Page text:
Dr. James Nolan of Southwestern College in New Mexico wrote this article nearly a year ago, explaining how his graduate college has shifted lean resources (both staff and budget) to social media — and blossomed.
Whether you are part of a unit within a large public university or you head up a graduate program like Dr. Nolan, please just give this excerpt a glance and see if any of this a) holds true for you or b) is something you aspire to in 2013…
As it is, I am the president of a graduate school, I am in my fifties, and Social Media has become my Swiss Army Knife for doing business in higher education. …as is the case with many small schools (we have approximately eight hundred alumni), tuition has always been our primary (75% to 92%) source of college income. Our former development function performed valued activities, but lost money for eight straight years. The last two years I had a grant writer (2009-10), we threw buckets of cash after once-philanthropic organizations which were now hunkered down under the bed waiting for the world economy storm to blow over. We wrote thirty-five grants and got none of them. I am a very positive guy, but the likelihood of raising a sustainable income for the College from eight hundred alumni in the counseling and art therapy field is simply not good. Not happening. And when grant writing starts to feel like playing bunco, I have to revisit my responsibility to my institution and its mission, and make hard decisions. … with social media as an enormously powerful ally, we broke all enrollment records this past year, for each quarter, and overall, and our credit hour production was great as well. (That record will be broken next year. I can see that already…) Prospective students now show up routinely, saying “I feel like I know you guys already from your videos and blogs and Facebook page … I’ve been following you for months…” It is gratifying, and it is good business, and it is authentic.
If you seem to be nodding your head with a sense of fellowship, you’re halfway there. But we all know battles are won and lost in the back half…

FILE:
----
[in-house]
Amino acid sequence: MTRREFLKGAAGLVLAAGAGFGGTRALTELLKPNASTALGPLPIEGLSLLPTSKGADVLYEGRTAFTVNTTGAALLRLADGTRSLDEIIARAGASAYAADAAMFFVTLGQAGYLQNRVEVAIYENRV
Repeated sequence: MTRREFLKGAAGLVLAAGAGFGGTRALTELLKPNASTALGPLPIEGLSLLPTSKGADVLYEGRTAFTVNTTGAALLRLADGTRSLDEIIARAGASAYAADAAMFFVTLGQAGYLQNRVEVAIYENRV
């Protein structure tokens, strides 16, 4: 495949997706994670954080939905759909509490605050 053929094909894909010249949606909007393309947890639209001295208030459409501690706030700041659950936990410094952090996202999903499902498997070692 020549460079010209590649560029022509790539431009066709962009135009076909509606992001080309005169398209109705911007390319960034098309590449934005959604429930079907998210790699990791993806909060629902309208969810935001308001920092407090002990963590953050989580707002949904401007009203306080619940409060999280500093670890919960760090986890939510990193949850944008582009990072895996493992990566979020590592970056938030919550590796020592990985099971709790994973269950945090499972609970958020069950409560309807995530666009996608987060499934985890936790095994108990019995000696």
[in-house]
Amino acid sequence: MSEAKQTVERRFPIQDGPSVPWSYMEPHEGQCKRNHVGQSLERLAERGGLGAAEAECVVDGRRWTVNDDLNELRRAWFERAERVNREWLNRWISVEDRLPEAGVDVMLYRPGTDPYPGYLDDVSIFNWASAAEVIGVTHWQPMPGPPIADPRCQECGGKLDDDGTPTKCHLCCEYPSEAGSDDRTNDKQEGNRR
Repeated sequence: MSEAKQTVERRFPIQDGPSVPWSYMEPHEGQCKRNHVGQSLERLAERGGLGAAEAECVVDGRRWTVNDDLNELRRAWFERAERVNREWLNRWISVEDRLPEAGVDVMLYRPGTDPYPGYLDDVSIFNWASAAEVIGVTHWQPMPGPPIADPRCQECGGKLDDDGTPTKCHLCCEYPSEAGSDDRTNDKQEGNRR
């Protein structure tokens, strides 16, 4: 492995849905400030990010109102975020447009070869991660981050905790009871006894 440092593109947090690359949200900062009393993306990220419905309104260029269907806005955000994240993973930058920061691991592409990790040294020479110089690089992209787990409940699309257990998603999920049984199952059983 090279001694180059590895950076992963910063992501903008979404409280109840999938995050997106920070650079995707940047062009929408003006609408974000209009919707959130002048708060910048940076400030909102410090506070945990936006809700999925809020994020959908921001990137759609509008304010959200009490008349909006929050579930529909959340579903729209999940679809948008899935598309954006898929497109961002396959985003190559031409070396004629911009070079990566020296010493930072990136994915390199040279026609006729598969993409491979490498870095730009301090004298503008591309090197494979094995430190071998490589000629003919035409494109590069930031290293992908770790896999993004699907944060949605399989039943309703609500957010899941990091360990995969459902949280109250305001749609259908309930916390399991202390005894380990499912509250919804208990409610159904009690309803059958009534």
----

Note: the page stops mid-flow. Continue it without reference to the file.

With each new relationship we undertake in the realm of higher education, the Verge Pipe Media team goes in with patience packed to the gills. Sure, the personalities, organizational hierarchy and out-dated technology can be trying at times, but these are par for the course. Our biggest challenge is YOUR biggest challenge: how do we shift a large, moving object’s direction?
“Why bother? Not going to happen in my tenure. We don’t have the people.” No matter what field you are in, these are unacceptable phrases to someone in a position of power and responsibility.
We do social media consulting, campaign management and creative. We love it! We build websites and landing pages and work with your internal team on content, but the BIG value-add is at your foundation – helping administrators answer questions and statements like those listed above, maybe even taking some of the heat.
Whether you are looking for a team like Verge Pipe Media or seeking sharp internal hires, you need people that have the enthusiasm, technical know-how and patience to help educate others. We spend a large portion of our time face-to-face with our partners in higher education, getting to know associate deans, department heads, faculty members and students. Change a mind here, another one there and – slowly – momentum will shift. And then, as mass starts to collect, you’ll feel energized movement. New life.
As a leader, when you commit to a much more visible and modern digital communication strategy, you will face resistance. Prepare for it: the boo-birds, the holdouts, incessant questions, outright fear and wrist slapping from peers. It’s the nature of change. We’re talking about a major shift in culture and, very likely, heat from “the powers that be”.
Dr. Nolan wrote this in June of 2012, but it holds true today – perhaps increasingly true as social media proves to be a rather mercurial beast:
Operating out of a fear base is almost never a good idea. Social media, with its unprecedented immediacy and transparency, is not a place we can go successfully, as an individual or as an institution of higher education, if we travel in fear.
Author: Meredith Singer is Head of Ops & Co-Creative at Verge Pipe Media. Verge Pipe Media assists public institutions, enterprises and the non-profit sector with Imaginative Inbound Marketing strategies + campaigns. We also have a development team chock full of Marvelous Mobile Migrators, poised to help transition our clients into a mobile + social world with custom software, iOS and Android mobile apps.
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